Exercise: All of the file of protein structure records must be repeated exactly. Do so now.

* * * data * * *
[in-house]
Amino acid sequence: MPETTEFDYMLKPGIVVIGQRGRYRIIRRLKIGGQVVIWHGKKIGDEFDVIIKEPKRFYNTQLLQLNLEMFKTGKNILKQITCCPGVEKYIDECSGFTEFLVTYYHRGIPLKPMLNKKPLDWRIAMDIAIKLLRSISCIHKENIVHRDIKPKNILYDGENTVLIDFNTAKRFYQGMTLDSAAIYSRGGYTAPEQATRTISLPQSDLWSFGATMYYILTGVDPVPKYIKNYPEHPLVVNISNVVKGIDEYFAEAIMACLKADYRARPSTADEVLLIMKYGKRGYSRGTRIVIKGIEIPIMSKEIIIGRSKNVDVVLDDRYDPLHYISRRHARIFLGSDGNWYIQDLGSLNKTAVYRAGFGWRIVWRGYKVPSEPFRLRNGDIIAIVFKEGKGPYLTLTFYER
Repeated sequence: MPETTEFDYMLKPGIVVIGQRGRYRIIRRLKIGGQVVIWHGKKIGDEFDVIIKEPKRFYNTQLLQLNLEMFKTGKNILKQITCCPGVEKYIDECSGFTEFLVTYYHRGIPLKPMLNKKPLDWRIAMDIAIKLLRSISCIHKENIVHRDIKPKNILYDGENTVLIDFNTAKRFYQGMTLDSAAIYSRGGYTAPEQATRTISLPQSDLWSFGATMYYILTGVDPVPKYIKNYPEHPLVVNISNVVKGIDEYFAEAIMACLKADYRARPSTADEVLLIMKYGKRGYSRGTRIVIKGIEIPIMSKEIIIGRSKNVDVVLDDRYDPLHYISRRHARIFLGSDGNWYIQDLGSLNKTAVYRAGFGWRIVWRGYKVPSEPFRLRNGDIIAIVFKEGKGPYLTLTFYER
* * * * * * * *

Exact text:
[in-house]
Amino acid sequence: MPETTEFDYMLKPGIVVIGQRGRYRIIRRLKIGGQVVIWHGKKIGDEFDVIIKEPKRFYNTQLLQLNLEMFKTGKNILKQITCCPGVEKYIDECSGFTEFLVTYYHRGIPLKPMLNKKPLDWRIAMDIAIKLLRSISCIHKENIVHRDIKPKNILYDGENTVLIDFNTAKRFYQGMTLDSAAIYSRGGYTAPEQATRTISLPQSDLWSFGATMYYILTGVDPVPKYIKNYPEHPLVVNISNVVKGIDEYFAEAIMACLKADYRARPSTADEVLLIMKYGKRGYSRGTRIVIKGIEIPIMSKEIIIGRSKNVDVVLDDRYDPLHYISRRHARIFLGSDGNWYIQDLGSLNKTAVYRAGFGWRIVWRGYKVPSEPFRLRNGDIIAIVFKEGKGPYLTLTFYER
Repeated sequence: MPETTEFDYMLKPGIVVIGQRGRYRIIRRLKIGGQVVIWHGKKIGDEFDVIIKEPKRFYNTQLLQLNLEMFKTGKNILKQITCCPGVEKYIDECSGFTEFLVTYYHRGIPLKPMLNKKPLDWRIAMDIAIKLLRSISCIHKENIVHRDIKPKNILYDGENTVLIDFNTAKRFYQGMTLDSAAIYSRGGYTAPEQATRTISLPQSDLWSFGATMYYILTGVDPVPKYIKNYPEHPLVVNISNVVKGIDEYFAEAIMACLKADYRARPSTADEVLLIMKYGKRGYSRGTRIVIKGIEIPIMSKEIIIGRSKNVDVVLDDRYDPLHYISRRHARIFLGSDGNWYIQDLGSLNKTAVYRAGFGWRIVWRGYKVPSEPFRLRNGDIIAIVFKEGKGPYLTLTFYER